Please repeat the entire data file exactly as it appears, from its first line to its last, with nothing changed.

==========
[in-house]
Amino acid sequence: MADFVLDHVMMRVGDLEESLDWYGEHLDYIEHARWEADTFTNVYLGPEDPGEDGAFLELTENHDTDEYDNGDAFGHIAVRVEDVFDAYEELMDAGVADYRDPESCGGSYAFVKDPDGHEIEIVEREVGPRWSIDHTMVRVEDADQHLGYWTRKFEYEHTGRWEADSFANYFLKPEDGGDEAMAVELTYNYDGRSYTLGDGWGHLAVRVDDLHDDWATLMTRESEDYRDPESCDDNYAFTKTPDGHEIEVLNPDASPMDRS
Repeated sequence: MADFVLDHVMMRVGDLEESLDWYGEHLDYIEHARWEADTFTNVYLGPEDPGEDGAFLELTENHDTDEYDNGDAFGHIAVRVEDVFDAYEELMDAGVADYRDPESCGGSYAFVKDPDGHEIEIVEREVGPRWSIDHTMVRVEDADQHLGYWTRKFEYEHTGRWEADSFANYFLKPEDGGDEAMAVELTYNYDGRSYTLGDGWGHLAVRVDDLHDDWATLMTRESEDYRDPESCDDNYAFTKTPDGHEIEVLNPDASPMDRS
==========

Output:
[in-house]
Amino acid sequence: MADFVLDHVMMRVGDLEESLDWYGEHLDYIEHARWEADTFTNVYLGPEDPGEDGAFLELTENHDTDEYDNGDAFGHIAVRVEDVFDAYEELMDAGVADYRDPESCGGSYAFVKDPDGHEIEIVEREVGPRWSIDHTMVRVEDADQHLGYWTRKFEYEHTGRWEADSFANYFLKPEDGGDEAMAVELTYNYDGRSYTLGDGWGHLAVRVDDLHDDWATLMTRESEDYRDPESCDDNYAFTKTPDGHEIEVLNPDASPMDRS
Repeated sequence: MADFVLDHVMMRVGDLEESLDWYGEHLDYIEHARWEADTFTNVYLGPEDPGEDGAFLELTENHDTDEYDNGDAFGHIAVRVEDVFDAYEELMDAGVADYRDPESCGGSYAFVKDPDGHEIEIVEREVGPRWSIDHTMVRVEDADQHLGYWTRKFEYEHTGRWEADSFANYFLKPEDGGDEAMAVELTYNYDGRSYTLGDGWGHLAVRVDDLHDDWATLMTRESEDYRDPESCDDNYAFTKTPDGHEIEVLNPDASPMDRS